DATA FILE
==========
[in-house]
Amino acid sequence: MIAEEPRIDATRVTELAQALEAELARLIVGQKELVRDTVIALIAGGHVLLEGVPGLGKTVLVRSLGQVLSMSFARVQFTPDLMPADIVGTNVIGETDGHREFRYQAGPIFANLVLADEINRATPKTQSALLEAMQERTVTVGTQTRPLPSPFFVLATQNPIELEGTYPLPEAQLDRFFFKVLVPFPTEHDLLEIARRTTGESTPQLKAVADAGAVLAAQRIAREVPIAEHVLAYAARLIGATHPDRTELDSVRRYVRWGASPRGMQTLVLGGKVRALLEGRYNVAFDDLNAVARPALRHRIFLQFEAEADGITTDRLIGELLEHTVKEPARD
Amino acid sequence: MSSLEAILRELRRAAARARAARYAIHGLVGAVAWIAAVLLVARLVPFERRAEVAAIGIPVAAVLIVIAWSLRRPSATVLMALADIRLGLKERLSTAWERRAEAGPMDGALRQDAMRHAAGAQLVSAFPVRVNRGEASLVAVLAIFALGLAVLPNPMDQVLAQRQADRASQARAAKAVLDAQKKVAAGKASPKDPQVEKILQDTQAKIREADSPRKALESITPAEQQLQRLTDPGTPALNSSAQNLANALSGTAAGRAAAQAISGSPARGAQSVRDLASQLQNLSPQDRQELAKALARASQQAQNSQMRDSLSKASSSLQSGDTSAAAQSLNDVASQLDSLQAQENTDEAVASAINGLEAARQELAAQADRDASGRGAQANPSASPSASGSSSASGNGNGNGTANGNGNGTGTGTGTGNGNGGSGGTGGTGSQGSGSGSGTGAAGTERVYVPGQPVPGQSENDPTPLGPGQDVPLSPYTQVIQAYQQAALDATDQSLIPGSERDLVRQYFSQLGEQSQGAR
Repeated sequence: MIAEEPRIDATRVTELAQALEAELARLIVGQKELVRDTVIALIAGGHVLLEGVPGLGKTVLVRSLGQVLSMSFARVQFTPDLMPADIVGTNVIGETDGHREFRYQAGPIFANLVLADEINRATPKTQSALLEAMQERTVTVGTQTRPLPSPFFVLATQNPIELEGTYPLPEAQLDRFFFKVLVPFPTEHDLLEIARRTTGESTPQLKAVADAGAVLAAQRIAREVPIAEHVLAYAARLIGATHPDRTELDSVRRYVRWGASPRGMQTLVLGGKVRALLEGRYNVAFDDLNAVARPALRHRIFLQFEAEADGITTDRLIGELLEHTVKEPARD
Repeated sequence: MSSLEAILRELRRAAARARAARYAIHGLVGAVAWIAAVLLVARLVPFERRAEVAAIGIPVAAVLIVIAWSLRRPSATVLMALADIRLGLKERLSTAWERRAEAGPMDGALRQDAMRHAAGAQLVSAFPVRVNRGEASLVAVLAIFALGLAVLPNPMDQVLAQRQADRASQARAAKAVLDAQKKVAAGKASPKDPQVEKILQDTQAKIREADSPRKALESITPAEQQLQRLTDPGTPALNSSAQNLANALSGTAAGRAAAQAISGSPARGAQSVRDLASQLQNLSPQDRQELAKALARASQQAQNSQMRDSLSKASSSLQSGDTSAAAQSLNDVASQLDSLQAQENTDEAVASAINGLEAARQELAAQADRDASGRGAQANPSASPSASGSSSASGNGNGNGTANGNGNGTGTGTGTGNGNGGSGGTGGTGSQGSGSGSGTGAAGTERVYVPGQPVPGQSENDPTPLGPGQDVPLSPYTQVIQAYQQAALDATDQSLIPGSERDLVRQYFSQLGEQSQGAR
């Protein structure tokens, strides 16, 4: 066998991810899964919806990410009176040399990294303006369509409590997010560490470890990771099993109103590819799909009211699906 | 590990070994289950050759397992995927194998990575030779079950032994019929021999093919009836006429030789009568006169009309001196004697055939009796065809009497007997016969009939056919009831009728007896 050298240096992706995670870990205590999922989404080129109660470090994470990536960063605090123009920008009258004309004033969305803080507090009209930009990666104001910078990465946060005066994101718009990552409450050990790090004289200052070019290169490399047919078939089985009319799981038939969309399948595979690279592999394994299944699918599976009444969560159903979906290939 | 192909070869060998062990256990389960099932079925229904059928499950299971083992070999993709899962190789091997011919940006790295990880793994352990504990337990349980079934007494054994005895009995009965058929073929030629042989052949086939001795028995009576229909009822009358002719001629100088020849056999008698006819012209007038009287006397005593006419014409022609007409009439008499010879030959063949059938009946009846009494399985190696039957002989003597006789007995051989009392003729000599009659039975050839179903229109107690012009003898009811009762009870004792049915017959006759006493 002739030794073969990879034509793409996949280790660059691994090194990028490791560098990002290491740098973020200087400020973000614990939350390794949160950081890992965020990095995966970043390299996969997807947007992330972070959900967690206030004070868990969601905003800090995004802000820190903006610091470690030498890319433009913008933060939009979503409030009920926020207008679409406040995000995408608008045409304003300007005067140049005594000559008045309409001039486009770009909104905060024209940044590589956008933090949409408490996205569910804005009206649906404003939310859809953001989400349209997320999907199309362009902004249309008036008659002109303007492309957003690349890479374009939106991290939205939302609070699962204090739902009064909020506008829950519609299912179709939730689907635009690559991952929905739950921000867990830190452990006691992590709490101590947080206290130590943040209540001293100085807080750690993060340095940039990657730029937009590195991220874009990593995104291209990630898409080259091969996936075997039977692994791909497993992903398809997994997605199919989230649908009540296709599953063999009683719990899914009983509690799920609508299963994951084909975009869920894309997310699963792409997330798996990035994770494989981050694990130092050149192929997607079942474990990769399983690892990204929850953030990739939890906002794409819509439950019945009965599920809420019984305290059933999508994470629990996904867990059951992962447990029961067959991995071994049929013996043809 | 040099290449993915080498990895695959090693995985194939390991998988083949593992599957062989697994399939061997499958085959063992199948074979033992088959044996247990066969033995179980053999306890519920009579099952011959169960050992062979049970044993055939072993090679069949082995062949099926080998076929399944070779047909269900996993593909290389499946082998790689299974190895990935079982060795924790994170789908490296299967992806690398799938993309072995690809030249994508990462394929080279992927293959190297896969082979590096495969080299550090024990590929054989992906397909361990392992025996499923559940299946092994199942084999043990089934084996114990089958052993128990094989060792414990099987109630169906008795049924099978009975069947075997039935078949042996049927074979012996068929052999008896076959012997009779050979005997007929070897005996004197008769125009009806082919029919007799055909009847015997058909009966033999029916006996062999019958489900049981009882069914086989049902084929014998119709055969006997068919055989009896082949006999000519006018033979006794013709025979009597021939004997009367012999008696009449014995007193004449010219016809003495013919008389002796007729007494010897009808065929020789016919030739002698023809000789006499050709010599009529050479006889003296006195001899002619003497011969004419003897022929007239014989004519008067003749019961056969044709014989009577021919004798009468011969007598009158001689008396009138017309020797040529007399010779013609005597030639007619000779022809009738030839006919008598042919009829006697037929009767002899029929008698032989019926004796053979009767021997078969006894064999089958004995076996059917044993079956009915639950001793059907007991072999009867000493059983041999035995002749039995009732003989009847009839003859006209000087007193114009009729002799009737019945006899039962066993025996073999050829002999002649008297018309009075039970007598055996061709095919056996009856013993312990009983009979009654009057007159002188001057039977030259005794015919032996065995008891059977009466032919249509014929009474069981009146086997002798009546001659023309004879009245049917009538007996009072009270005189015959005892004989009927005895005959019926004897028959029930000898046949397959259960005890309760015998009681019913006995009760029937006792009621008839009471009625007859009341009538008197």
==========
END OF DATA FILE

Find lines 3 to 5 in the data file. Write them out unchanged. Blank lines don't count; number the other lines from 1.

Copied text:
Amino acid sequence: MSSLEAILRELRRAAARARAARYAIHGLVGAVAWIAAVLLVARLVPFERRAEVAAIGIPVAAVLIVIAWSLRRPSATVLMALADIRLGLKERLSTAWERRAEAGPMDGALRQDAMRHAAGAQLVSAFPVRVNRGEASLVAVLAIFALGLAVLPNPMDQVLAQRQADRASQARAAKAVLDAQKKVAAGKASPKDPQVEKILQDTQAKIREADSPRKALESITPAEQQLQRLTDPGTPALNSSAQNLANALSGTAAGRAAAQAISGSPARGAQSVRDLASQLQNLSPQDRQELAKALARASQQAQNSQMRDSLSKASSSLQSGDTSAAAQSLNDVASQLDSLQAQENTDEAVASAINGLEAARQELAAQADRDASGRGAQANPSASPSASGSSSASGNGNGNGTANGNGNGTGTGTGTGNGNGGSGGTGGTGSQGSGSGSGTGAAGTERVYVPGQPVPGQSENDPTPLGPGQDVPLSPYTQVIQAYQQAALDATDQSLIPGSERDLVRQYFSQLGEQSQGAR
Repeated sequence: MIAEEPRIDATRVTELAQALEAELARLIVGQKELVRDTVIALIAGGHVLLEGVPGLGKTVLVRSLGQVLSMSFARVQFTPDLMPADIVGTNVIGETDGHREFRYQAGPIFANLVLADEINRATPKTQSALLEAMQERTVTVGTQTRPLPSPFFVLATQNPIELEGTYPLPEAQLDRFFFKVLVPFPTEHDLLEIARRTTGESTPQLKAVADAGAVLAAQRIAREVPIAEHVLAYAARLIGATHPDRTELDSVRRYVRWGASPRGMQTLVLGGKVRALLEGRYNVAFDDLNAVARPALRHRIFLQFEAEADGITTDRLIGELLEHTVKEPARD
Repeated sequence: MSSLEAILRELRRAAARARAARYAIHGLVGAVAWIAAVLLVARLVPFERRAEVAAIGIPVAAVLIVIAWSLRRPSATVLMALADIRLGLKERLSTAWERRAEAGPMDGALRQDAMRHAAGAQLVSAFPVRVNRGEASLVAVLAIFALGLAVLPNPMDQVLAQRQADRASQARAAKAVLDAQKKVAAGKASPKDPQVEKILQDTQAKIREADSPRKALESITPAEQQLQRLTDPGTPALNSSAQNLANALSGTAAGRAAAQAISGSPARGAQSVRDLASQLQNLSPQDRQELAKALARASQQAQNSQMRDSLSKASSSLQSGDTSAAAQSLNDVASQLDSLQAQENTDEAVASAINGLEAARQELAAQADRDASGRGAQANPSASPSASGSSSASGNGNGNGTANGNGNGTGTGTGTGNGNGGSGGTGGTGSQGSGSGSGTGAAGTERVYVPGQPVPGQSENDPTPLGPGQDVPLSPYTQVIQAYQQAALDATDQSLIPGSERDLVRQYFSQLGEQSQGAR